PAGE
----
Lillian D’Souza

 

Twilight, the first in the series written by Stephanie Meyer is a romantic fantasy. Ironically, it is neither romantic nor a fantasy. The central character Bella is painfully plain as paper. Bella Swan is largely passive in her own story. A character so bland, it is abysmal that she is the protagonist. Her character is marked by being Edward’s girlfriend and constantly biting her lips. It is disheartening that Meyer didn’t bother developing her central character and make her memorable like either Katniss Everdeen from Hunger Games or perhaps Hermione Granger from Harry Potter. The language and writing style is mediocre at best. Therefore, the book is an easy read.

Bella is 17 and Edward is 104. This romance is paedophilia wrapped up in a sparkly, beautiful boy. Does he have nothing better to do other than taking calculus for the 70th time already?

Bella is in love with ethereal beauty. She says, “About three things I was absolutely positive. First, Edward was a vampire. Second, there was a part of him—and I didn’t know how potent that part may be—that thirsted for my blood. And third, I was unconditionally and irrevocably in love with him.”

Despite Edward repeatedly telling Bella he is a monster and to stay away from him, she doesn’t pay heed and is drawn to him like a moth to a flame. Bella sticks to his side even after he mentions he is actually very dangerous and could kill her and suck the blood out of her. If your partner wants to actually kill you, the last thing you should do is willingly go to him.

The reason Edward is attracted to Bella is because he wants to taste her blood. He wants to bite her. His favourite hobby is smelling her. He gives Bella baleful stares, looks like he smelled something bad, and disappears for weeks. When he returns, he’s suddenly interested in Bella even while keeping his distance. Once Bella figures out the truth about him, Edward tries to scare her off while also trying to bring her closer. He constantly asks her if she’s terrified of him yet later, he does something monstrous. Edward is manipulating Bella, and his inability to stay away from her ultimately hurts her more than anything. 

Bella exclaims, “I couldn’t imagine anything about me that could be in any way interesting to him.” This is an actual line from the book when boring Bella meets the oh-so mysterious Edward. This sentiment by Bella is damaging to the self-esteem and self-worth of impressionable young girls.  Bella should in no circumstance be made a role model for young girls. Nor should boys be led to believe that the creepy, stalking behaviour that Edward indulges in is alright.

Edward Cullen is not romantic. Period.  Edward takes away Bella’s keys to her very own car, saying, “You’re intoxicated by my very presence,” whereupon she says—”There was no way around it; I couldn’t resist him in anything.” This is what we get after all the women’s’ movements. He is a pathological stalker who enters her room at night and creepily watches her sleep. She, simple-minded as she is, finds this behaviour romantic and not creepy. He essentially also follows her everywhere. Be it school, home, everywhere while claiming to keep her safe. He is a stalker not a gentleman.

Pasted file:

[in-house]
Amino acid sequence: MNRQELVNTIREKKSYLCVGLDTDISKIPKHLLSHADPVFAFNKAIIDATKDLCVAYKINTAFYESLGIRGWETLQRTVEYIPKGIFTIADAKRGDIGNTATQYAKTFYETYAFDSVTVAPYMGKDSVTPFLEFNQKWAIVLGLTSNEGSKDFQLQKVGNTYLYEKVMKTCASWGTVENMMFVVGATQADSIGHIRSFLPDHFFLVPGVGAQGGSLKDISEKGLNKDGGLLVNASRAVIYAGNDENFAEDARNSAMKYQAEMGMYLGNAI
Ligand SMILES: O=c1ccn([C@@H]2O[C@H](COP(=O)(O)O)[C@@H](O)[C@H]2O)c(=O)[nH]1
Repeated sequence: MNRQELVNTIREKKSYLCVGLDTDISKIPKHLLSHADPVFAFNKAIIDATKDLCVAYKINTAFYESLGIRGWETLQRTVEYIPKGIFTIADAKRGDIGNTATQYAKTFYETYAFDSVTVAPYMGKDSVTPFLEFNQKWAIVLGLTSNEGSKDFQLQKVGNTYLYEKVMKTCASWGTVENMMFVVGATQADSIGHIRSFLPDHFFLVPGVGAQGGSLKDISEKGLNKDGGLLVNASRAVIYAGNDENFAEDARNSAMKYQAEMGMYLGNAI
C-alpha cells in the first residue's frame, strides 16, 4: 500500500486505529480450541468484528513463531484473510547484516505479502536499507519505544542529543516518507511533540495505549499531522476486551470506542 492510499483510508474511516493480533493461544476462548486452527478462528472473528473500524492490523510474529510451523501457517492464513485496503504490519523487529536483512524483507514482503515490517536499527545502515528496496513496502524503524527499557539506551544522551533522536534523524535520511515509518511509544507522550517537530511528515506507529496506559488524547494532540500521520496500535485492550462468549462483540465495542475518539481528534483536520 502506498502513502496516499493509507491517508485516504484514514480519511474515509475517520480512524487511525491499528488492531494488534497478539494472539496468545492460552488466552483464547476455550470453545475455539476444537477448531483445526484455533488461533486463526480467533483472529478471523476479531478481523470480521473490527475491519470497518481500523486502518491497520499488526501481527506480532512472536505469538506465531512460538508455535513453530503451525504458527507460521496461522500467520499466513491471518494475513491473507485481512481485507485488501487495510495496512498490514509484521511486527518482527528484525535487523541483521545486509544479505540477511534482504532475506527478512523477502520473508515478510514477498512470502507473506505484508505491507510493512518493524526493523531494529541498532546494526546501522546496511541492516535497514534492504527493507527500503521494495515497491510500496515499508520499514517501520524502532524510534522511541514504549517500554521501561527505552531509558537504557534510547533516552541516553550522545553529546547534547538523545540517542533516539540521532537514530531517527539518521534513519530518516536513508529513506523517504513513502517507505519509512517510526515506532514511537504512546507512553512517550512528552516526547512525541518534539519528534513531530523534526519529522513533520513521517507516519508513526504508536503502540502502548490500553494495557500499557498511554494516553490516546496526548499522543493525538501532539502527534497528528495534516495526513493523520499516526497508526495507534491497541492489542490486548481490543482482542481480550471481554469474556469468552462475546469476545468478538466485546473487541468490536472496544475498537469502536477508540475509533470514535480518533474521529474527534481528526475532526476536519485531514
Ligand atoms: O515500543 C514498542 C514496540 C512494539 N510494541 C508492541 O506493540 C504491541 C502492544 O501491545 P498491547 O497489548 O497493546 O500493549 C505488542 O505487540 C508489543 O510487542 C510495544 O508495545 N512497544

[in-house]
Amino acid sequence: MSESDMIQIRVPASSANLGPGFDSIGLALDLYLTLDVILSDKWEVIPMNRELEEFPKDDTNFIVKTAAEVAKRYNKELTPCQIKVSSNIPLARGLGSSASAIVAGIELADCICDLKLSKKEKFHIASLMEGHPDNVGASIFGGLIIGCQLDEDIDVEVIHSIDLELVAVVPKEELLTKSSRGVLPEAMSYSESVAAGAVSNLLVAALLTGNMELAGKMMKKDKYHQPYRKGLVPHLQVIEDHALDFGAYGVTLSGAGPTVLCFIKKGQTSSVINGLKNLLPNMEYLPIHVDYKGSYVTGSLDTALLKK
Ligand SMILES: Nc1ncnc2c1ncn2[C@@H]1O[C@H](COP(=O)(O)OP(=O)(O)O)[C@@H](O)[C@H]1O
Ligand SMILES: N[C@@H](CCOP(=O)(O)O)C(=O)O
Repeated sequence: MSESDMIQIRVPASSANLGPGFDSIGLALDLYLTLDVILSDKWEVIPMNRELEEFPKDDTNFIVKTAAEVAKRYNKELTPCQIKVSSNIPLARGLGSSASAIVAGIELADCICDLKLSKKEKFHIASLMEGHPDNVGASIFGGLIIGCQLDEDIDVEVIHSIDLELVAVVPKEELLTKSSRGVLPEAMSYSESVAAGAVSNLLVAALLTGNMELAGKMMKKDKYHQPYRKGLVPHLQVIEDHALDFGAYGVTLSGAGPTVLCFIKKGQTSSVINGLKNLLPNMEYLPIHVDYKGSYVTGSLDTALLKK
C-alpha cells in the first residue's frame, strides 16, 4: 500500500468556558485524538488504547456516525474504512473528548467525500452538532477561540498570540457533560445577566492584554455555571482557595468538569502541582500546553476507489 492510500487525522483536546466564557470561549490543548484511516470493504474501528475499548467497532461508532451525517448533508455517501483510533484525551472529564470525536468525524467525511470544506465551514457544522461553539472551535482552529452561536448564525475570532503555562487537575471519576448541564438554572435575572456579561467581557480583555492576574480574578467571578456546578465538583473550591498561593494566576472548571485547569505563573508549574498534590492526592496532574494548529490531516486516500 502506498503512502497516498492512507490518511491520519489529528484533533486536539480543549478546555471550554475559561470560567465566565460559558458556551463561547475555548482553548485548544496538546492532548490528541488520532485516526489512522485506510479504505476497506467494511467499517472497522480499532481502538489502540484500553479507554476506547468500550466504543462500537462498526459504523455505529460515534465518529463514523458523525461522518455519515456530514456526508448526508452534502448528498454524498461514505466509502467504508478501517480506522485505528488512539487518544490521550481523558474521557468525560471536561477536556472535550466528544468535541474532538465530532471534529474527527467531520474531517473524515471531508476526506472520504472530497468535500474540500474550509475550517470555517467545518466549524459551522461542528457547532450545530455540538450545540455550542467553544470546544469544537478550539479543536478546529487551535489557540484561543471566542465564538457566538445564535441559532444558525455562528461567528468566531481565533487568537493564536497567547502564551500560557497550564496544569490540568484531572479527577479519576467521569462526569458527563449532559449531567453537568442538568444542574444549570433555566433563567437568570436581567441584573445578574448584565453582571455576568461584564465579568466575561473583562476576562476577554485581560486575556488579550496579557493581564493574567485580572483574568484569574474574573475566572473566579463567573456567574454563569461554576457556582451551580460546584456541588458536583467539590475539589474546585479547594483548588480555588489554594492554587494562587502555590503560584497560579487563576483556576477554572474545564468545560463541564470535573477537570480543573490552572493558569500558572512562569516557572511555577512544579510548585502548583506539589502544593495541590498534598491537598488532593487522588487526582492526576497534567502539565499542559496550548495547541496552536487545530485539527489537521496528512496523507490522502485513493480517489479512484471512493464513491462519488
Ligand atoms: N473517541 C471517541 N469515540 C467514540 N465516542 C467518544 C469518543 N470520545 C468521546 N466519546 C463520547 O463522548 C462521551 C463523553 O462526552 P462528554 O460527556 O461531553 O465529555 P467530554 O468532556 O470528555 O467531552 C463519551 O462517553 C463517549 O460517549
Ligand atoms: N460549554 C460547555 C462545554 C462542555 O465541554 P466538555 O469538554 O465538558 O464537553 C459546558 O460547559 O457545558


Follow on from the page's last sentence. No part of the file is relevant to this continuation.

Bella is essentially a damsel in distress. But Edward changes his personality towards her multiple times. He nearly threatens her life by telling her how easy it would be to kill her. Their relationship is grossly unequal. He makes it worse by controlling her in every way possible.

Bella and Edward both become co-dependent to each other. She is literally willing to give up all of her friends and family just to be with him as a vampire. This ultra-clinginess further accentuates the point that neither has any individualism. Edward is shown to be perfect, therefore, leaving no room for growth. Perfect is boring in story-telling.

Sparkly (can walk around in the sun without bursting up in flames.), vegetarian (because the vampires only feed on animal blood not human) vampires are the least of this book’s problems. Misogyny, paedophilia, naiveté and toxicity are unfortunately romanticised.

The first 150 pages can be skipped as nothing worthwhile happens. The book becomes remotely interesting when the villain (also sparkly) is introduced but ends in a disappointing anti-climactic fashion. Effectively rendering the whole book, a boring read.

If you enjoy reading, pick up another book and go ahead. Leave this non-romantic, non-fantasy alone. This genre has quite a number of fantastic female protagonists, so go ahead and read actual, fulfilling literature.

(Writer is a student at Don Bosco College and is currently pursuing BBA)